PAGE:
Where to start my tool collection

20001 mustang

New Member
Dec 6, 2009
107
0
0
Like the title says I need to start to get some tools. this is my first car and I dont have any tools to work on it with, I already have a jack and some stands, but now I want a good quality socket set and a good torque wrench to get me started at the least. so what brands would you recommend I get? any brands to stay away from, I figure I should just start buying the best stuff from the start and slowly build my collection. what should I buy after the sockets and torque wrench?
thanks for the help
 
  • Sponsors (?)


Ya, anything with a lifetime warranty like craftsman is good.
If you're in Canada, mastercraft at canadian tire is hard to beat.
I'm hard on my tools and when I snap something, just return it, no bill, get a new one. This stopped me from buying snap-on.

I did recently get a misc set of tools from Mac, I absolutely love them, in fact they have saved me from many things. Example, screws I couldn't get out, Mac worked.

There will be a lot of debate about tool types, but just stay away from the cheap cheap stuff and you'll learn quickly what works for you.
 
Ill probly pick up a mastercraft set. at the moment all I want to do is my brakes, so i wont need much for now. but down the line as my knowledge on cars increases i will be trying to tackle much larger jobs and I intend to do suspension next so i will need a variety of tools. what kind of torque wrench should i get?
 
Get a torque wrench that goes at least up to 105ft lbs+

That way you can cover pretty much everything including your lug nuts.

If you get a 1/2 torque wrench, grab a 1/2->3/8 adapter, so you can use 3/8 sockets on your tq wrench. Hard to reach places and smaller sockets come in handy.
 
These are what I consider needed tools.

Good set of sockets (long and short)
Extensions and breaker bars for sockets
Pry Bars
PB blaster
Gloves if you choose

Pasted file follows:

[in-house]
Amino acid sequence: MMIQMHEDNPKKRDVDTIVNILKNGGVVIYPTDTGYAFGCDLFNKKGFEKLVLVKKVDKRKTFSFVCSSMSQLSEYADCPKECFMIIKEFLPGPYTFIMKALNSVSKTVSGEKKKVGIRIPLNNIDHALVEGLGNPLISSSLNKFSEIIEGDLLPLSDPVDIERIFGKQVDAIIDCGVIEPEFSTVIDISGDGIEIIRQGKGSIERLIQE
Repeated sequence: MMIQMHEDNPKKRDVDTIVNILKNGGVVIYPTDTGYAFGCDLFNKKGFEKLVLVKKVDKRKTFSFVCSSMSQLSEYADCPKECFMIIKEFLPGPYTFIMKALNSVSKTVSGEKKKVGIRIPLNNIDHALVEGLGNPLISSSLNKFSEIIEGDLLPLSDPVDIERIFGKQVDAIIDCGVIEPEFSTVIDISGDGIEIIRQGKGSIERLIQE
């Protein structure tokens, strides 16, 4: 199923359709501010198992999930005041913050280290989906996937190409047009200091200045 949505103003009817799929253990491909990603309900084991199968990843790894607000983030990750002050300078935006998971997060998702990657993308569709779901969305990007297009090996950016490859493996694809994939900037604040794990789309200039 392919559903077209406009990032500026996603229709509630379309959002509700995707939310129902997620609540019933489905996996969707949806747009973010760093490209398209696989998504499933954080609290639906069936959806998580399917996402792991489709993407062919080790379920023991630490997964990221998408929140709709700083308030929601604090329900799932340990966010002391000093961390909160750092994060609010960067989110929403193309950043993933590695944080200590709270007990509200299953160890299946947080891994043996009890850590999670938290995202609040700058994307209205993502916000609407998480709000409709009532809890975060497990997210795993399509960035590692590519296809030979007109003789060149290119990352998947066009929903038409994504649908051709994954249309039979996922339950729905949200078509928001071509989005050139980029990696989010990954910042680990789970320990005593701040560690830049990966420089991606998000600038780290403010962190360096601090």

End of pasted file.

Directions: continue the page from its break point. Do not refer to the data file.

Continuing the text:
Pliers(needle nose are the most important.)
Shop towels and other supplies for messes
Water source(wash your eyes quick)
Various wrenches
Lighting(more then one source)
Ramps and scotches
GOOD jack
Heavy duty jack stands
Tq wrench(good one)
Hammer
Sealant(various kinds)
Electrical tape and connections
Clamps

Here is optional stuff
Grinder
Bench and Bench vise
Tourch(small hand held is fine)
Welder
Drill press
Spare jack and bottle jack
Ratchet straps
Spare jack stands
Impact gun(pneumatic is best)
Air compressor and tools aside from the impact gun
Panel pullers
Soldier iron
Computer


There is a lot more out there. Don't be scared to buy used stuff, and Northern tool/Harbor freight. For stuff I use a lot I do like the little better stuff, but on stuff I use every blue moon I do the HF/NT route.
 
craftsman stuff is great. i use 90% craftsman stuff everyday and i wouldnt trade it for anything. it is about 1/3 the cost of what the same tools would cost from a tool truck. i just dont see why people spend $300 for a set of 12 sockets when i can buy 5 sets of craftsman sockets for the same price. i have 2 craftsman boxes also. one 40" with a cabinet up top and another 26" triple box that is about 6" high. the boxes arent as pretty as a snap on, but they hold tools just fine!

you can also get some "disposable tools" from harbor freight or northern tool if you want to take a cheaper route
 
These are what I consider needed tools.

Good set of sockets (long and short)
Extensions and breaker bars for sockets
Pry Bars
PB blaster
Gloves if you choose
Pliers(needle nose are the most important.)
Shop towels and other supplies for messes
Water source(wash your eyes quick)
Various wrenches
Lighting(more then one source)
Ramps and scotches
GOOD jack
Heavy duty jack stands
Tq wrench(good one)
Hammer
Sealant(various kinds)
Electrical tape and connections
Clamps

Here is optional stuff
Grinder
Bench and Bench vise
Tourch(small hand held is fine)
Welder
Drill press
Spare jack and bottle jack
Ratchet straps
Spare jack stands
Impact gun(pneumatic is best)
Air compressor and tools aside from the impact gun
Panel pullers
Soldier iron
Computer


There is a lot more out there. Don't be scared to buy used stuff, and Northern tool/Harbor freight. For stuff I use a lot I do like the little better stuff, but on stuff I use every blue moon I do the HF/NT route.



:stupid: just don't keep ur tool box in ur car, like i did last christmas took me years to build
my collection, and only minutes for it to be stolen. good aluminum low pro floor jack
is grate to have, after working hard on ur car last thing you need. is toting an 80.LB jack
 

Attachments